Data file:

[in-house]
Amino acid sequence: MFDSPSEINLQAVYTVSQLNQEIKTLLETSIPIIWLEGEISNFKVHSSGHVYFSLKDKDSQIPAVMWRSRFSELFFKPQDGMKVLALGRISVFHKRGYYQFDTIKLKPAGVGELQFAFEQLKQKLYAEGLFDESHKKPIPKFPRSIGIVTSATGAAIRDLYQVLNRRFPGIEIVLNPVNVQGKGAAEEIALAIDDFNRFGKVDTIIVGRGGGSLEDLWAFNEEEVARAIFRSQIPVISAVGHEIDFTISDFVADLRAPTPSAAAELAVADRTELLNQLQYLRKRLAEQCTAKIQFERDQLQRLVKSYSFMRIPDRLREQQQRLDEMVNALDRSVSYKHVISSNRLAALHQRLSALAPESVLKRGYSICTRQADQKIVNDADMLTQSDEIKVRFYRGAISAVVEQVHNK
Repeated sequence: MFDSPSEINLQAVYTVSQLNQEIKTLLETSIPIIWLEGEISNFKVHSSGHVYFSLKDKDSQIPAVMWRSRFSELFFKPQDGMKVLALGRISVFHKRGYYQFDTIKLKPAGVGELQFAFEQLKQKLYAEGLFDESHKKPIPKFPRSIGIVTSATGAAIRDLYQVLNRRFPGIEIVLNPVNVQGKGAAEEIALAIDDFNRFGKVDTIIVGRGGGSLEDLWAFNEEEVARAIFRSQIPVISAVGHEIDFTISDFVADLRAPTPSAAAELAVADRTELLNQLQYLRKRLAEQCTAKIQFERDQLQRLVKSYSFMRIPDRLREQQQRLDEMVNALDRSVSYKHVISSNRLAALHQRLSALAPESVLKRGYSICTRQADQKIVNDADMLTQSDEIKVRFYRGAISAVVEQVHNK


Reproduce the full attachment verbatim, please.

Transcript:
[in-house]
Amino acid sequence: MFDSPSEINLQAVYTVSQLNQEIKTLLETSIPIIWLEGEISNFKVHSSGHVYFSLKDKDSQIPAVMWRSRFSELFFKPQDGMKVLALGRISVFHKRGYYQFDTIKLKPAGVGELQFAFEQLKQKLYAEGLFDESHKKPIPKFPRSIGIVTSATGAAIRDLYQVLNRRFPGIEIVLNPVNVQGKGAAEEIALAIDDFNRFGKVDTIIVGRGGGSLEDLWAFNEEEVARAIFRSQIPVISAVGHEIDFTISDFVADLRAPTPSAAAELAVADRTELLNQLQYLRKRLAEQCTAKIQFERDQLQRLVKSYSFMRIPDRLREQQQRLDEMVNALDRSVSYKHVISSNRLAALHQRLSALAPESVLKRGYSICTRQADQKIVNDADMLTQSDEIKVRFYRGAISAVVEQVHNK
Repeated sequence: MFDSPSEINLQAVYTVSQLNQEIKTLLETSIPIIWLEGEISNFKVHSSGHVYFSLKDKDSQIPAVMWRSRFSELFFKPQDGMKVLALGRISVFHKRGYYQFDTIKLKPAGVGELQFAFEQLKQKLYAEGLFDESHKKPIPKFPRSIGIVTSATGAAIRDLYQVLNRRFPGIEIVLNPVNVQGKGAAEEIALAIDDFNRFGKVDTIIVGRGGGSLEDLWAFNEEEVARAIFRSQIPVISAVGHEIDFTISDFVADLRAPTPSAAAELAVADRTELLNQLQYLRKRLAEQCTAKIQFERDQLQRLVKSYSFMRIPDRLREQQQRLDEMVNALDRSVSYKHVISSNRLAALHQRLSALAPESVLKRGYSICTRQADQKIVNDADMLTQSDEIKVRFYRGAISAVVEQVHNK